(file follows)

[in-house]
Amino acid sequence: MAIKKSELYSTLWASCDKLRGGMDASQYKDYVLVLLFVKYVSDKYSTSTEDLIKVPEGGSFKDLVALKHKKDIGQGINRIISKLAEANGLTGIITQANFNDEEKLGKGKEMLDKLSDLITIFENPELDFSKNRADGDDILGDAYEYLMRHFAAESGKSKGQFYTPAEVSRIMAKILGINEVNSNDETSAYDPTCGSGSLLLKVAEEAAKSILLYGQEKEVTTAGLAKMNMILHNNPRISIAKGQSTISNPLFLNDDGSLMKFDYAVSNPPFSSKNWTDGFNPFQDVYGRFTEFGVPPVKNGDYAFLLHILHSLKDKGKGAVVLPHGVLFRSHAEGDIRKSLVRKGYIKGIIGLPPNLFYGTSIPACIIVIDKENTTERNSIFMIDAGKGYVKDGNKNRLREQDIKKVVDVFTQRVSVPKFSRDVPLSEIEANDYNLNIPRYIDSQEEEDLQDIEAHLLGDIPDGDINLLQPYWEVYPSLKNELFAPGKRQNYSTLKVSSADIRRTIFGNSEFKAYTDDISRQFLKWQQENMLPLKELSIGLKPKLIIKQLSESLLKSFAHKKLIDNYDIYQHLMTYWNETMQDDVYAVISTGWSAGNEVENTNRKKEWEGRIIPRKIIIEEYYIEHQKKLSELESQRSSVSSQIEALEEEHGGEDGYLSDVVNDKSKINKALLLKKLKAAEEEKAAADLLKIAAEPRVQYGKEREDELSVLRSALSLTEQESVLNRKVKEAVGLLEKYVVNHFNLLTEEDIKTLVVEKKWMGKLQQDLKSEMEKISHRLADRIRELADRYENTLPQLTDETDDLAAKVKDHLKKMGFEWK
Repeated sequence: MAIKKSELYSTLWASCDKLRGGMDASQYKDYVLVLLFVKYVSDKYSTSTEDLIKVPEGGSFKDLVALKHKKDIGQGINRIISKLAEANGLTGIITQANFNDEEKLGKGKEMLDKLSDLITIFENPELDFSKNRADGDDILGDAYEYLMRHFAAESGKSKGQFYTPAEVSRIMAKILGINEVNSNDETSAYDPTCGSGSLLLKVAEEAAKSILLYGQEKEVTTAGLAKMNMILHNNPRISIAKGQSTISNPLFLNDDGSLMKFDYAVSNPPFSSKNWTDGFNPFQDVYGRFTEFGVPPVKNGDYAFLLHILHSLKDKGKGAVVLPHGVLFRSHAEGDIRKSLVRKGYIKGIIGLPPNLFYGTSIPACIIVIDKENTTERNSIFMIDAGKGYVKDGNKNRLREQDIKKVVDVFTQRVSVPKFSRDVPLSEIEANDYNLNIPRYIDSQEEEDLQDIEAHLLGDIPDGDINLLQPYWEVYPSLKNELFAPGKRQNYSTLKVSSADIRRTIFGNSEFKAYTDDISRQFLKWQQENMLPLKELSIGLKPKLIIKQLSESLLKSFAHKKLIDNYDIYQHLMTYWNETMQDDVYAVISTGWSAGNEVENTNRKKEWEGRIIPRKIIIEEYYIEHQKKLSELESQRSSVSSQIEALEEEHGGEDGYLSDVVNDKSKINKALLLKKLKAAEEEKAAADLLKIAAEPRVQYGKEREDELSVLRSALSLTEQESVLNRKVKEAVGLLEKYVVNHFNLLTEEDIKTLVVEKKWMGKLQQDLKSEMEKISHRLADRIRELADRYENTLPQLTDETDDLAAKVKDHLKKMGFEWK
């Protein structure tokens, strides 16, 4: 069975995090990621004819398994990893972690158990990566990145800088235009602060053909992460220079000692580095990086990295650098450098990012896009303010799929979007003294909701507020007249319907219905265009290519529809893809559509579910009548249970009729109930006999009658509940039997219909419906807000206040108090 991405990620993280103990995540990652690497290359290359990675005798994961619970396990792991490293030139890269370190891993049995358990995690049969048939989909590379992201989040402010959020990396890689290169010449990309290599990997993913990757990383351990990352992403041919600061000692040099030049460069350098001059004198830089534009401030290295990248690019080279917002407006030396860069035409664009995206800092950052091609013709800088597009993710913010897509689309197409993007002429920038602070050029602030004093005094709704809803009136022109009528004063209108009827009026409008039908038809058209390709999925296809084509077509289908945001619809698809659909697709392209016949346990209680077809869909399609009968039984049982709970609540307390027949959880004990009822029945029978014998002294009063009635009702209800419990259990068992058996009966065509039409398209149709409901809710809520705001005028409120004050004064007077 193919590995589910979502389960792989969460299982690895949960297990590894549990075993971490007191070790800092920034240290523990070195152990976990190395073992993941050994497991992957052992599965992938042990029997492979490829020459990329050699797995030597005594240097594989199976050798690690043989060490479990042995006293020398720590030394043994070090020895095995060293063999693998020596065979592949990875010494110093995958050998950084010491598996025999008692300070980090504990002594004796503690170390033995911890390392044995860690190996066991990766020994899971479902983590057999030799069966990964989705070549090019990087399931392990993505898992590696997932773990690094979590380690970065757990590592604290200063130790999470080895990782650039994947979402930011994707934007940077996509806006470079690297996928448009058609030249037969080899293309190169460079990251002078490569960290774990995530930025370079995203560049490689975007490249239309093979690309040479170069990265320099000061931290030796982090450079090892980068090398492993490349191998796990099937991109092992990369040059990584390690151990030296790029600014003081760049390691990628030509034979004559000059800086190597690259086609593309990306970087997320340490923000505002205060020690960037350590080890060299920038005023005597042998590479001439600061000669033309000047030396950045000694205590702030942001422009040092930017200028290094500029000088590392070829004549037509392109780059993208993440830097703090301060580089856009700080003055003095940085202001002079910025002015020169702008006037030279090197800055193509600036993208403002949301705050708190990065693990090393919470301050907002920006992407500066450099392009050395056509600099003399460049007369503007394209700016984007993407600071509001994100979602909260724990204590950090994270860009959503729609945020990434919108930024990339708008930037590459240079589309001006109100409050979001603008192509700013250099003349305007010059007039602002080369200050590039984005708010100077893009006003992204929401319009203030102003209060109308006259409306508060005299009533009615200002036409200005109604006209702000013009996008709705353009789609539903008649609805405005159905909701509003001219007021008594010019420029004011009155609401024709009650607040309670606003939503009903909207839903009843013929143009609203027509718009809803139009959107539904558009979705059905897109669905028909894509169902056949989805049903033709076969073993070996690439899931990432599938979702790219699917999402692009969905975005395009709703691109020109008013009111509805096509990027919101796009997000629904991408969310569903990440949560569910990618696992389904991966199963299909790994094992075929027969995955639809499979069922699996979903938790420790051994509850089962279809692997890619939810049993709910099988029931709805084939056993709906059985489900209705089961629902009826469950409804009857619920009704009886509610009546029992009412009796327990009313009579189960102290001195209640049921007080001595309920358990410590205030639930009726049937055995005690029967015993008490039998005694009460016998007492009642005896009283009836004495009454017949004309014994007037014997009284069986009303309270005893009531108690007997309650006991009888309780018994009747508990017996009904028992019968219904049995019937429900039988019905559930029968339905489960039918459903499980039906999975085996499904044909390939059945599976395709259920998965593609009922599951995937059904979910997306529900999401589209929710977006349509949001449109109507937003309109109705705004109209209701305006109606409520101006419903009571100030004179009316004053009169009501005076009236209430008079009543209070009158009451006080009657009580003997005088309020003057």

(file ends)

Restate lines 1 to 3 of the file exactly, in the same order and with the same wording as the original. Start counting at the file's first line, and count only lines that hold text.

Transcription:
[in-house]
Amino acid sequence: MAIKKSELYSTLWASCDKLRGGMDASQYKDYVLVLLFVKYVSDKYSTSTEDLIKVPEGGSFKDLVALKHKKDIGQGINRIISKLAEANGLTGIITQANFNDEEKLGKGKEMLDKLSDLITIFENPELDFSKNRADGDDILGDAYEYLMRHFAAESGKSKGQFYTPAEVSRIMAKILGINEVNSNDETSAYDPTCGSGSLLLKVAEEAAKSILLYGQEKEVTTAGLAKMNMILHNNPRISIAKGQSTISNPLFLNDDGSLMKFDYAVSNPPFSSKNWTDGFNPFQDVYGRFTEFGVPPVKNGDYAFLLHILHSLKDKGKGAVVLPHGVLFRSHAEGDIRKSLVRKGYIKGIIGLPPNLFYGTSIPACIIVIDKENTTERNSIFMIDAGKGYVKDGNKNRLREQDIKKVVDVFTQRVSVPKFSRDVPLSEIEANDYNLNIPRYIDSQEEEDLQDIEAHLLGDIPDGDINLLQPYWEVYPSLKNELFAPGKRQNYSTLKVSSADIRRTIFGNSEFKAYTDDISRQFLKWQQENMLPLKELSIGLKPKLIIKQLSESLLKSFAHKKLIDNYDIYQHLMTYWNETMQDDVYAVISTGWSAGNEVENTNRKKEWEGRIIPRKIIIEEYYIEHQKKLSELESQRSSVSSQIEALEEEHGGEDGYLSDVVNDKSKINKALLLKKLKAAEEEKAAADLLKIAAEPRVQYGKEREDELSVLRSALSLTEQESVLNRKVKEAVGLLEKYVVNHFNLLTEEDIKTLVVEKKWMGKLQQDLKSEMEKISHRLADRIRELADRYENTLPQLTDETDDLAAKVKDHLKKMGFEWK
Repeated sequence: MAIKKSELYSTLWASCDKLRGGMDASQYKDYVLVLLFVKYVSDKYSTSTEDLIKVPEGGSFKDLVALKHKKDIGQGINRIISKLAEANGLTGIITQANFNDEEKLGKGKEMLDKLSDLITIFENPELDFSKNRADGDDILGDAYEYLMRHFAAESGKSKGQFYTPAEVSRIMAKILGINEVNSNDETSAYDPTCGSGSLLLKVAEEAAKSILLYGQEKEVTTAGLAKMNMILHNNPRISIAKGQSTISNPLFLNDDGSLMKFDYAVSNPPFSSKNWTDGFNPFQDVYGRFTEFGVPPVKNGDYAFLLHILHSLKDKGKGAVVLPHGVLFRSHAEGDIRKSLVRKGYIKGIIGLPPNLFYGTSIPACIIVIDKENTTERNSIFMIDAGKGYVKDGNKNRLREQDIKKVVDVFTQRVSVPKFSRDVPLSEIEANDYNLNIPRYIDSQEEEDLQDIEAHLLGDIPDGDINLLQPYWEVYPSLKNELFAPGKRQNYSTLKVSSADIRRTIFGNSEFKAYTDDISRQFLKWQQENMLPLKELSIGLKPKLIIKQLSESLLKSFAHKKLIDNYDIYQHLMTYWNETMQDDVYAVISTGWSAGNEVENTNRKKEWEGRIIPRKIIIEEYYIEHQKKLSELESQRSSVSSQIEALEEEHGGEDGYLSDVVNDKSKINKALLLKKLKAAEEEKAAADLLKIAAEPRVQYGKEREDELSVLRSALSLTEQESVLNRKVKEAVGLLEKYVVNHFNLLTEEDIKTLVVEKKWMGKLQQDLKSEMEKISHRLADRIRELADRYENTLPQLTDETDDLAAKVKDHLKKMGFEWK